10 Cloverfield Lane and the Year of J.J. Abrams

Eight years ago, television impresario JJ Abrams triggered the biggest marketing juggernaut since The Blair Witch Project with a short, unassuming teaser for a then-unnamed horror film. Appearing in front of Michael Bay’s highly anticipated Transformers, the trailer featured familiar comedy faces in Lizzy Caplan and T.J Miller and clocked in at less than two minutes long. Despite its minimal length, the teaser didn’t lack in impact as it depicted the devolution of a casual house party into apocalyptic mania, culminating in the film’s most iconic image: the head of the Statue of Liberty wrenched from its base and flung down a New York City street. But in a curious move, despite announcing JJ Abrams’s attachment and its release date, the teaser refused to divulge the project’s name.

After much speculation and hype, the title was eventually revealed to be Cloverfield, a found footage apocalyptic horror film helmed by Matt Reeves and written by The Martian’s Drew Goddard. Cloverfield premiered to high numbers at the box office and earned generally positive reviews as one of the earliest and most effective found footage horror films. Empire awarded the film a glowing five-star review with one ironic caveat: “If they ever make a sequel, we’’re taking two stars back.”

As if in answer to the threat, a new and similarly strange teaser has begun to surface ahead of screenings of Bay’s newest film 13 Hours: The Secret Soldiers of Benghazi. The trailer, which belongs to director Dan Trachtenberg, has now been revealed to be titled 10 Cloverfield Lane, a spiritual sequel to the 2008 film.

While rumors of a Cloverfield follow-up have been rumbling for a while, it seems that no one anticipated that this Bad Robot collaboration, previously referred to as Valencia or The Cellar would be the sequel horror fans have been waiting for. Abrams, who seems to love secrecy almost as much as the sci-fi genre, commented to Collider on the direct relation to its predecessor. “The idea came up a long time ago during production. We wanted to make it a blood relative of Cloverfield. The idea was developed over time. We wanted to hold back the title for as long as possible.”

The film, which stars John Goodman, Mary Elizabeth Winstead and John Gallagher, Jr. is still clouded in mystery. What is known is its basic premise: a woman (Winstead) wakes up in a cellar where she’s being kept by a stranger (Goodman). In an interview, Winstead gave a bit more insight on the nature of the project. “The world is over outside because there’s been a nuclear fallout,” she explained. “You don’t know who’s telling the truth or who to believe.” The trailer begins with a cheerful, swinging soundtrack, following the trio as they innocuously assemble a 500-piece puzzle and glop mayonnaise on sandwiches. Before too long, the relative calm is interrupted by distorted music, as their world begins to degenerate into a nightmare of captivity, violence and dread.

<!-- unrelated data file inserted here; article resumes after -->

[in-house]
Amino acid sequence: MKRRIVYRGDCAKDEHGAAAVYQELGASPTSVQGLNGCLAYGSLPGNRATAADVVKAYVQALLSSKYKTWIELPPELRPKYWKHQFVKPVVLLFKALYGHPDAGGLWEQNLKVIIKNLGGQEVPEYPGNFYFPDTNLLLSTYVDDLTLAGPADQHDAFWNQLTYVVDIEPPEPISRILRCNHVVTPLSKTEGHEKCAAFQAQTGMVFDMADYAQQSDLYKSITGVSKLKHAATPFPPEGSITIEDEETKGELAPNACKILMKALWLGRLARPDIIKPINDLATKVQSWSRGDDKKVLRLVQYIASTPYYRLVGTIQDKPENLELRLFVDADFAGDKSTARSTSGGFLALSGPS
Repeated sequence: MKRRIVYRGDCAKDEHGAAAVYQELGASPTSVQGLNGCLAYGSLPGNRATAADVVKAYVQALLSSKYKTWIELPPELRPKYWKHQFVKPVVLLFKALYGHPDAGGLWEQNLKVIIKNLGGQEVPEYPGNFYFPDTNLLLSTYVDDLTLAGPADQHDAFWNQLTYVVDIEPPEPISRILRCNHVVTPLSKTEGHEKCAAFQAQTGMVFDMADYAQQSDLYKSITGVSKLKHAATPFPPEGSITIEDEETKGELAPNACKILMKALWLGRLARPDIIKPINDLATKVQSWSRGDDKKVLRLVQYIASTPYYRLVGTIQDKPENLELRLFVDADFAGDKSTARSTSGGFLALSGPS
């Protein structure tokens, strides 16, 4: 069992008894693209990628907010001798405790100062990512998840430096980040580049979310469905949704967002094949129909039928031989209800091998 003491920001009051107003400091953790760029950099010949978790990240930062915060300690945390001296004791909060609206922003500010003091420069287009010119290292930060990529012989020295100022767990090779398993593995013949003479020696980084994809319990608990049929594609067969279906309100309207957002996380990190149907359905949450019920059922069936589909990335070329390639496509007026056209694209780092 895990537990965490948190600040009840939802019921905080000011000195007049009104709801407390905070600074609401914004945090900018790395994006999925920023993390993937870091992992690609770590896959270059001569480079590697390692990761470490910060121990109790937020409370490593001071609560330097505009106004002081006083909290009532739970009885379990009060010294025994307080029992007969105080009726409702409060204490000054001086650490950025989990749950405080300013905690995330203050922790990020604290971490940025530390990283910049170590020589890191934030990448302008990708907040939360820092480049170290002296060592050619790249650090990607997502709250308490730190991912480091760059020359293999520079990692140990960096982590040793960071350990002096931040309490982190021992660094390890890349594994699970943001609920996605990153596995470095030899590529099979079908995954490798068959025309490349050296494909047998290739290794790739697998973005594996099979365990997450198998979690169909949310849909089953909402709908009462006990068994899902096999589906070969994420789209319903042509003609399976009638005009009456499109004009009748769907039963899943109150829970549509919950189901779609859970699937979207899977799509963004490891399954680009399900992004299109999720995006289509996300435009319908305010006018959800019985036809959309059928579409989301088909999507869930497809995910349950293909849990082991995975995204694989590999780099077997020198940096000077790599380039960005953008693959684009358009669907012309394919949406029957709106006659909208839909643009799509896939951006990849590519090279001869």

Perhaps more surprising than the film’s Cloverfield tie-in is Damien Chazelle’s writing credit, who was reportedly called in to provide the film with an “extensive rewrite” after his work on the awards darling Whiplash. The other writers on the film, Matt Steucken and Josh Campbell, can name 10 Cloverfield Lane as their first feature writing credit. As to how the film directly relates to its predecessor, very little is known, but it seems safe to assume that the film exists in the same universe as the first film, probably taking place long after the end of the original.

With the announcement of the film’s imminent release in March of this year, 10 Cloverfield Lane officially qualifies 2016 as Abrams’ and Bad Robot’s busiest year yet. The producer, who made his name with his work on Felicity and Lost, will join the HBO family with his series adaptation of the 1973 film Westworld. Described as “a dark odyssey about the dawn of artificial consciousness and the future of sin,” Westworld’s hype has recently been overwhelmed by certain surprising SAG-AFTRA waivers requiring actors to sign off on surprisingly racy work including “contort[ing] to form a table-like shape while being fully nude,” but the science fiction western promises to have more in store than boundary-pushing content.

In a collaboration with the quickly growing streaming service Hulu, JJ Abrams has also helped to create 11.22.63, a James Franco-starring adaptation of Stephen King’s time travel thriller of the same name, which sends an ordinary man back into the past in an attempt to save the life of JFK.


Turning to Showtime with writer/director Cameron Crowe, Abrams will also produce Roadies, a music-infused ensemble comedy that returns to the themes of his beloved Almost Famous, offering a backstage look into the lives of rock band roadies. On the film side, Abrams and the rest of the team at Bad Robot will be working on two of the year’s most anticipated franchise entries, Star Trek Beyond, which features director Justin Lin at the reins and M:I 6 – Mission Impossible, which is again in the hands of helmer Christopher McQuarrie.

While it’s safe to say the most heavily anticipated film on Bad Robot’s roster is the eighth Star Wars installment, 10 Cloverfield Lane will be the first to appear in the new year. With details still pouring in, and Abrams ensuring the project is shrouded in secrecy, we do know one thing for certain: something’s coming.

Featured image: J.J. Abrams on the set of 'Star Wars: The Force Awakens.' Courtesy Walt Disney Pictures.